One April evening in 1883 was unlike any prior evening in Maribor, Slovenia’s second largest city. As dusk settled on the town, candles and gas lights flickered to life, but they were joined by the glare of an entirely different source of light – one that made 1883 go down in Slovenian history books.
A few months earlier, a local industrialist named Karel Scherbaum, who owned a local bakery and a steam mill, had decided to bring an electrical system to Maribor. What the astonished passersby were seeing in front of the Scherbaum family home was Slovenia’s first electric lightbulb.
The bulb, powered by a brand-new electrical generator that had been connected to the steam mill’s engine, represented the cutting edge of science. It was the first one of its kind in this part of Europe and it came to life less than four years after Edison had invented the modern carbon filament lightbulb. When completed, the electrical setup in Maribor consisted of 36 bulbs, most of them located in the nearby bakery owned by the Scherbaum family.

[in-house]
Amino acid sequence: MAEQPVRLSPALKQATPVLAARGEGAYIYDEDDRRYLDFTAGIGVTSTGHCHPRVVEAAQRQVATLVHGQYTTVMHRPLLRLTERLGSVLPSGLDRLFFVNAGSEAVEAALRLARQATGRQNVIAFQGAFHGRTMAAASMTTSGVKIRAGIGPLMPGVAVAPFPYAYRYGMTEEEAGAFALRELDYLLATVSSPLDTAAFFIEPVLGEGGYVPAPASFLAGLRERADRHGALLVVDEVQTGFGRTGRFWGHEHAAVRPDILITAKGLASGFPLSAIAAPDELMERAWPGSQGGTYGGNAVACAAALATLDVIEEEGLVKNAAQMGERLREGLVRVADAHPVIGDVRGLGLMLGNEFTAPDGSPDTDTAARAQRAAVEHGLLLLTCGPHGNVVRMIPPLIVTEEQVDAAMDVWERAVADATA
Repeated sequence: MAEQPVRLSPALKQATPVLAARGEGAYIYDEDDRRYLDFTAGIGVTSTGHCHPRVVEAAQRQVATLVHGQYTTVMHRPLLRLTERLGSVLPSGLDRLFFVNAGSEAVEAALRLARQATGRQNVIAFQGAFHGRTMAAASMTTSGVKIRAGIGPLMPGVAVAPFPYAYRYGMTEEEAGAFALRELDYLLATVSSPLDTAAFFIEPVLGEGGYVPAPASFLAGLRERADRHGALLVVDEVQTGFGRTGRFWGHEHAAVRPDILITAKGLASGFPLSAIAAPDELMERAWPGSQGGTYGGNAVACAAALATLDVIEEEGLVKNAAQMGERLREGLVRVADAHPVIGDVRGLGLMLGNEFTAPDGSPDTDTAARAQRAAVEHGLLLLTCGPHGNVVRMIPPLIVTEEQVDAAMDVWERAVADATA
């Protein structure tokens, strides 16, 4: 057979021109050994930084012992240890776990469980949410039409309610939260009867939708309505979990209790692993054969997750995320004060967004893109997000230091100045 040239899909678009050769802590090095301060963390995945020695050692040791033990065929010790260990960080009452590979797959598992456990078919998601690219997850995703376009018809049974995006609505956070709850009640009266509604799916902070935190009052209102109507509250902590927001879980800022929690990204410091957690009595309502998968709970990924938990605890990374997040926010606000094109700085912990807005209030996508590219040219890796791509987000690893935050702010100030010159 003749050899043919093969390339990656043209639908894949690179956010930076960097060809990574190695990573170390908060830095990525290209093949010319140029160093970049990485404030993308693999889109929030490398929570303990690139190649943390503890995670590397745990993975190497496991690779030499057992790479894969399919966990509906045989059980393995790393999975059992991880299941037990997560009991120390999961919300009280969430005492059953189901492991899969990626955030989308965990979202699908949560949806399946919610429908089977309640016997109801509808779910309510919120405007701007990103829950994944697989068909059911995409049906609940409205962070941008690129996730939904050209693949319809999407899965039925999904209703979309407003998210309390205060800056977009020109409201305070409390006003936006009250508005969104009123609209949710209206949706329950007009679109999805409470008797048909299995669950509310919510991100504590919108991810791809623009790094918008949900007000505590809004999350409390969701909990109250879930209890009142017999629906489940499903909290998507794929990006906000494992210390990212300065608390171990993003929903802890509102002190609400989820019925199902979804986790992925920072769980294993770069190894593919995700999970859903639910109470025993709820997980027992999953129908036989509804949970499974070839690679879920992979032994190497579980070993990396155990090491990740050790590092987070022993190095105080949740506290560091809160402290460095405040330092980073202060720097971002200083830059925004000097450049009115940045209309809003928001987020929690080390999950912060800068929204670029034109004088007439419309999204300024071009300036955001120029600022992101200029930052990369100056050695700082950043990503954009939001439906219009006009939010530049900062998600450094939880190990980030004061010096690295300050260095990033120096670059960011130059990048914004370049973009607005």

The following year, the Postojna Cave in southwestern Slovenia was equipped with electric light, which helped to make it one of the most popular tourist destinations in in the country. Maribor got the first publicly owned electric streetlight in 1888 on the occasion of the Crown Prince’s visit to the city. (The light was temporary, however, and it wasn’t until the 1920s that Maribor’s gas lights were replaced with electric lighting.)
The location of the original light in front of Scherbaums’ home on Castle Square is now a part of Maribor’s Industrial Walking Trial. It reminds curious visitors of an entrepreneurial industrialist and a new technology that would eventually chase away the darkness of the night.